Ian Frost

PHOTO CREDIT Wilsonmodels

I had a heart to heart with cover boy and New York-based adult film star Ian Frost. Hailing from Argentina, Frost worked hard to learn our language and hoped to make it in New York City. Originally a Go-go dancer, he soon realized that the competition was too great, and when asked to make movies he decided to try.
This is his story.

PHOTO CREDIT Wilsonmodels

What made you decide to do porn?
To be honest, I came here to New York and started dancing. There are over 1,000 dancers here in Manhattan, so you can imagine the competition. Every now and then a porn star would appear at a club, and the fact that he was a porn star seemed to give him an advantage. The rest of us would get so upset, because we went to the gym every day, took care of our image, our face. It’s just because they were in a movie that they got a lot more attention. So then a guy who saw my pictures on Grindr asked me if I ever thought about doing porn. I told him yes, but I didn’t want to do it. I didn’t have interest actually. He turned out to be a very famous agent and good at his job, and I could tell that it would make a difference. I told him that it wasn’t about the money, but that it had to be a very good studio and good co-stars. He did that, and it turned out very good. It worked.

And then?
I kept working in some other gigs, like on Fire Island, and using the image of Ian Frost. It was profitable, I have to admit. There were a few movies with good quality and good co-stars, which gave me enough material to keep working. Lately I have to admit that I like it. Many people refer to me as a porn star, and I tell them I am not a porn star…at least not yet. I’ve been thinking about making a career of it—not for the profit, but I’m the kind of person that when I do something I do it well.

Do you do just gay porn?

How old are you ?
I’m 29. I still can say it!

Well, if you like doing it I’m glad for you that you are making a career of it.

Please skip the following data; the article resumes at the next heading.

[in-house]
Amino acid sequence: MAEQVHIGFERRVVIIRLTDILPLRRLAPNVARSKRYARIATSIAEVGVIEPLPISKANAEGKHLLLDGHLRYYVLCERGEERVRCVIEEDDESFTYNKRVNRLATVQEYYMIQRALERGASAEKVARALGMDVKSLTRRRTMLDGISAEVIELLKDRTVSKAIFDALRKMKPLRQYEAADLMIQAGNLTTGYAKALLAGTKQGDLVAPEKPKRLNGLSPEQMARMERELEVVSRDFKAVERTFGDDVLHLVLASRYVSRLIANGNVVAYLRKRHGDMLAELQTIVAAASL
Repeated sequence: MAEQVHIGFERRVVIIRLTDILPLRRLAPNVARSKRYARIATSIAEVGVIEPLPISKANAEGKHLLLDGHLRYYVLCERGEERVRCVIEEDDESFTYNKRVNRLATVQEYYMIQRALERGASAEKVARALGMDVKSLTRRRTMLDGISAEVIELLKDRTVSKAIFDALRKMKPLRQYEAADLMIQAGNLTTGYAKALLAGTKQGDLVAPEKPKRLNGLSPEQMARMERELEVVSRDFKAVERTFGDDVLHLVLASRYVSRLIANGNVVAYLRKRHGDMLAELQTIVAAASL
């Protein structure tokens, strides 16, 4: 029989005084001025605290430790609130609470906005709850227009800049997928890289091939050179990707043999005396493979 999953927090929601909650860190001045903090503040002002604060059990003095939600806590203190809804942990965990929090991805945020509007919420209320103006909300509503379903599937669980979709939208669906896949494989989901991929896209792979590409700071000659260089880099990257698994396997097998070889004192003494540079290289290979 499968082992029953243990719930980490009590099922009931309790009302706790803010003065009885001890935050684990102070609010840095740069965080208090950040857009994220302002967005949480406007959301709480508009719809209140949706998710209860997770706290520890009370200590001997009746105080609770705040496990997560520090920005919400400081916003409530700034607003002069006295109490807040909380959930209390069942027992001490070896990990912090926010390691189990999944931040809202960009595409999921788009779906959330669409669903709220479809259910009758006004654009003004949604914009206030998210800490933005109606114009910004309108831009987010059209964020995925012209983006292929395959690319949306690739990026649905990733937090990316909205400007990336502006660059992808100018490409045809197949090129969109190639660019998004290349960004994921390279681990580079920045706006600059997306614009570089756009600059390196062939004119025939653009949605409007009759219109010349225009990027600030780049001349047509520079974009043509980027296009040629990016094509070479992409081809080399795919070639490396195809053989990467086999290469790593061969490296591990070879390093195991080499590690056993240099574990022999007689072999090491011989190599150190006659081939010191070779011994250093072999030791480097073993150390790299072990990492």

Everyone is so serious: the producers, the photographers, the directors. It’s a very professional business. You think it’s just fun, fucking, sex, but that has almost nothing to do with it.

I actually know that having interviewed many people in the business. I kind of look at it as an art form.
I don’t know if I would call it art. I relate art with fashion. I would like to be a fashion designer. In the society that we live in, it seems that everything that has to do with sex is taboo. So maybe porn is hard to classify as art. There is a lot of creativity in the stories that they plan.

Are you nervous about catching STDs?
No. I’m on PrEP, so I’m protected from the biggest thing that could happen. I always, anyway, prefer to use a condom. To me it’s more hygienic. Whatever happens there’s a treatment and a cure.

What if you have to have sex with someone that’s not a turn on?
Being professional. I can do it. It has a lot to do with the chemistry.

I’m a size queen, so I have to ask: How big, in inches?
About 7.5.

Is there anything else that you would like to say?
What I’d like to say is that people, when watching porn, never think that we have lives. We have friends, family, many of us even have children. Nobody stops to think about that. I had to tell my sister and my family and my niece who’s 19 years old. It’s just a moment to think that these film stars have a mother and a father.

Eileen Shapiro

Best selling author of "The Star Trek Medical Reference Manual", and feature celebrity correspondent for Get Out Magazine, Louder Than War, and Huffington Post contributor, I've interviewed artists from Adam Ant, Cyndi Lauper, and Annie Lennox to Jennifer Hudson, Rick Springfield, LeAnn Rimes, and thousands in between. My interviews challenge the threat of imagination....

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